Reconfiguring the Corporation as the Engine of Capitalism With the rise of a global peer-to-peer platform for identity, trust, reputation, and transactions, we will finally be able to re-architect the deep structures of the firm for innovation, shared-value creation, and perhaps even prosperity for the many, rather than just wealth for the few. This doesn’t mean smaller firms in terms of revenue or impact. To the contrary, we’re talking about building twenty-first-century companies, some that may be massive wealth creators and powerful in their respective markets. We do think enterprises will look more like networks rather than the vertically integrated hierarchies of the industrial age. As such there is an opportunity to distribute (not redistribute) wealth more democratically. We’ll also take you on a stroll through the mind-boggling world of smart contracts, new autonomous economic agents, and what we call distributed autonomous enterprises where intelligent software takes over the management and organization of many resources and capabilities, perhaps displacing corporations.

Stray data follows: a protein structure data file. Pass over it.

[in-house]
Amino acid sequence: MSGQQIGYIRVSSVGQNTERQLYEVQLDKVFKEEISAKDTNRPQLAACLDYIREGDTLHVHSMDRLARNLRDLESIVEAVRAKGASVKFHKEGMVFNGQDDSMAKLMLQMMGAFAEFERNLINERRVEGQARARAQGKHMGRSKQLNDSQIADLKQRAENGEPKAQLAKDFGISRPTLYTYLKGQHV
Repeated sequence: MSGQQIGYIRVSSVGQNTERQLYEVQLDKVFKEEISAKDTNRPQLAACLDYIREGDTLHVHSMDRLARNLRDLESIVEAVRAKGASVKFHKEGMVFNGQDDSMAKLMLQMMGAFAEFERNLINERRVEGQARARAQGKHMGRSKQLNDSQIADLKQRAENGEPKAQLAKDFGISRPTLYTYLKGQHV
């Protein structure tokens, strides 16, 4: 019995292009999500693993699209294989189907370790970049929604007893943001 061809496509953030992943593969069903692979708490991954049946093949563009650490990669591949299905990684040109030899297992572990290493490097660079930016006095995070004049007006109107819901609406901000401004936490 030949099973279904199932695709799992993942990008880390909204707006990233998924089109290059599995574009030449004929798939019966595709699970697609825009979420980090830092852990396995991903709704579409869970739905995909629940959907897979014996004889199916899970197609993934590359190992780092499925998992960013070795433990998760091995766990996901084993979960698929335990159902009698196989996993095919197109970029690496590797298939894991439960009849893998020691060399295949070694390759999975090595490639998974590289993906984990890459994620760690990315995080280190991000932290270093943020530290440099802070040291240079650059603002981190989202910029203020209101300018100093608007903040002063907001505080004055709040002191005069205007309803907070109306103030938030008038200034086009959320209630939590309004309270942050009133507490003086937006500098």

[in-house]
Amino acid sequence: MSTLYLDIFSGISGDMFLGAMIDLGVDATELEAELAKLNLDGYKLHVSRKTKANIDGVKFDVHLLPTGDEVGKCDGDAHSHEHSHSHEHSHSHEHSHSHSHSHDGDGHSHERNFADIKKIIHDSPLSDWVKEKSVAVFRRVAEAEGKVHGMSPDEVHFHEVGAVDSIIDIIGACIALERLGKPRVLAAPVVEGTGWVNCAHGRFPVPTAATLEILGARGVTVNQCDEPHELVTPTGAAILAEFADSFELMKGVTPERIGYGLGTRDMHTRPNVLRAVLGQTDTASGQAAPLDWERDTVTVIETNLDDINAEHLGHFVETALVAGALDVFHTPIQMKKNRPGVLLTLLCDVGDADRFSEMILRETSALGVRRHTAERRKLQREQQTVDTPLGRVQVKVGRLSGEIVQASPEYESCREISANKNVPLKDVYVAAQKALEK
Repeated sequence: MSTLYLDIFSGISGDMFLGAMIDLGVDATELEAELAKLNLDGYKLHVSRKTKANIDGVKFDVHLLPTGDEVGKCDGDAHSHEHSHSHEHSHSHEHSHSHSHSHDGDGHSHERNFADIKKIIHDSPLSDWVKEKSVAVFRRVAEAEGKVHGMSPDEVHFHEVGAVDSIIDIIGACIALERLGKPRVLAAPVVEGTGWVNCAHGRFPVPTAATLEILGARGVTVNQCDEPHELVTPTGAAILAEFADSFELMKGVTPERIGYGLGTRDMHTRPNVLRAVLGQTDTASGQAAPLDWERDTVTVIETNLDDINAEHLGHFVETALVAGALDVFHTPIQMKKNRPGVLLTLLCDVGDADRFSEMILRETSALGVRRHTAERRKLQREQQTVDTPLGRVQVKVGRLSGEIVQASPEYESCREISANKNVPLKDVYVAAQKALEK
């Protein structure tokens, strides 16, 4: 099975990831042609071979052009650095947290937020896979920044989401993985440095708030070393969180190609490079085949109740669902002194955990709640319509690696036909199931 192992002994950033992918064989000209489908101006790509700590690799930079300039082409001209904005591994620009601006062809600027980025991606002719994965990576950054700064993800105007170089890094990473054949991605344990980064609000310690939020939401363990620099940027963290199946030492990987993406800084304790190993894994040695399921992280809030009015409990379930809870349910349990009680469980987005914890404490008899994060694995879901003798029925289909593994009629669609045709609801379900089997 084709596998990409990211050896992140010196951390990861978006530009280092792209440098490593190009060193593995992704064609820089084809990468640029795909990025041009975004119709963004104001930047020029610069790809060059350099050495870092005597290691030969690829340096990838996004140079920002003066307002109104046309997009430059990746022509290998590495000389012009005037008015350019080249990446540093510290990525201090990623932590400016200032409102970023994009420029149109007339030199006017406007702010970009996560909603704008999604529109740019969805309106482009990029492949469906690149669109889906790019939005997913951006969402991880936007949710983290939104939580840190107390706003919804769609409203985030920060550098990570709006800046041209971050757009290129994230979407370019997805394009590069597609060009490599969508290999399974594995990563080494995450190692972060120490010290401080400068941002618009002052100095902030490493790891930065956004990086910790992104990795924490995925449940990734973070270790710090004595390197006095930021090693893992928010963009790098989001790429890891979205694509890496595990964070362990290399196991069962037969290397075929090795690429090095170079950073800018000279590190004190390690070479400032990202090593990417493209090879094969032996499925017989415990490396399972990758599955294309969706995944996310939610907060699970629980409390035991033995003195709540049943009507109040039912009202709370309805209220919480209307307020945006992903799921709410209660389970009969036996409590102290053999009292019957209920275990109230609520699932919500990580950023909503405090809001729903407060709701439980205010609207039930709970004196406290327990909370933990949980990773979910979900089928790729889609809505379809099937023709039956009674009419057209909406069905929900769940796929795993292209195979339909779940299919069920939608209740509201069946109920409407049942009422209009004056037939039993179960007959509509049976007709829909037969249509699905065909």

The Great Turning: From Empire to Earth Community by David C. Korten
Albert Einstein, banks create money, big-box store, Bretton Woods, British Empire, clean water, colonial rule, Community Supported Agriculture, death of newspapers, declining real wages, European colonialism, Francisco Pizarro, full employment, George Gilder, global supply chain, global village, God and Mammon, Hernando de Soto, Howard Zinn, informal economy, Intergovernmental Panel on Climate Change (IPCC), invisible hand, joint-stock company, land reform, market bubble, market fundamentalism, Monroe Doctrine, Naomi Klein, neoliberal agenda, new economy, peak oil, planetary scale, Plutocrats, plutocrats, Project for a New American Century, Ronald Reagan, Rosa Parks, sexual politics, source of truth, South Sea Bubble, stem cell, structural adjustment programs, The Chicago School, trade route, Washington Consensus, wealth creators, World Values Survey